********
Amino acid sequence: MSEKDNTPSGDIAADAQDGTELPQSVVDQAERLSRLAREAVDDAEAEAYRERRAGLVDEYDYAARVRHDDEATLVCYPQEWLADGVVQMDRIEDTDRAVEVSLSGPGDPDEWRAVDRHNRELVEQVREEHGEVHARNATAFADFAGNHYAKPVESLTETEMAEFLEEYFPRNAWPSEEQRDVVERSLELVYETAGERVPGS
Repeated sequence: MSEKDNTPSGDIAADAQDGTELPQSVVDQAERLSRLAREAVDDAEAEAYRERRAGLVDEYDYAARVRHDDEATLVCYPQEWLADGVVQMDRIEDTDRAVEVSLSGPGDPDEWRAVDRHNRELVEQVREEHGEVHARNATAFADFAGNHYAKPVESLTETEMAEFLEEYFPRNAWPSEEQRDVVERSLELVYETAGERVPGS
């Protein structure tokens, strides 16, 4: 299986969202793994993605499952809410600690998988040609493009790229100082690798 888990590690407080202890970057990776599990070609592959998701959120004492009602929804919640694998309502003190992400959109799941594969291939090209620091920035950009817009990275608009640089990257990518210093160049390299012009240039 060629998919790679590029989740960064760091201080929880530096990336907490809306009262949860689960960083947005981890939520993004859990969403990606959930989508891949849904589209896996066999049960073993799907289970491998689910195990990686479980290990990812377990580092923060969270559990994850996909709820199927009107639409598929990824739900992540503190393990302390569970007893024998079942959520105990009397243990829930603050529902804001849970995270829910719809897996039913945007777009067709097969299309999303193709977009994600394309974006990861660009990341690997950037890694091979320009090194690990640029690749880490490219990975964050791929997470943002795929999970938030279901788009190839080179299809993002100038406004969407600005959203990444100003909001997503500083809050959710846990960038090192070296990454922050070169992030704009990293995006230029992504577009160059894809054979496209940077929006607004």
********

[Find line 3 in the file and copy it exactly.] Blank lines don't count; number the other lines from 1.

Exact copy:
């Protein structure tokens, strides 16, 4: 299986969202793994993605499952809410600690998988040609493009790229100082690798 888990590690407080202890970057990776599990070609592959998701959120004492009602929804919640694998309502003190992400959109799941594969291939090209620091920035950009817009990275608009640089990257990518210093160049390299012009240039 060629998919790679590029989740960064760091201080929880530096990336907490809306009262949860689960960083947005981890939520993004859990969403990606959930989508891949849904589209896996066999049960073993799907289970491998689910195990990686479980290990990812377990580092923060969270559990994850996909709820199927009107639409598929990824739900992540503190393990302390569970007893024998079942959520105990009397243990829930603050529902804001849970995270829910719809897996039913945007777009067709097969299309999303193709977009994600394309974006990861660009990341690997950037890694091979320009090194690990640029690749880490490219990975964050791929997470943002795929999970938030279901788009190839080179299809993002100038406004969407600005959203990444100003909001997503500083809050959710846990960038090192070296990454922050070169992030704009990293995006230029992504577009160059894809054979496209940077929006607004």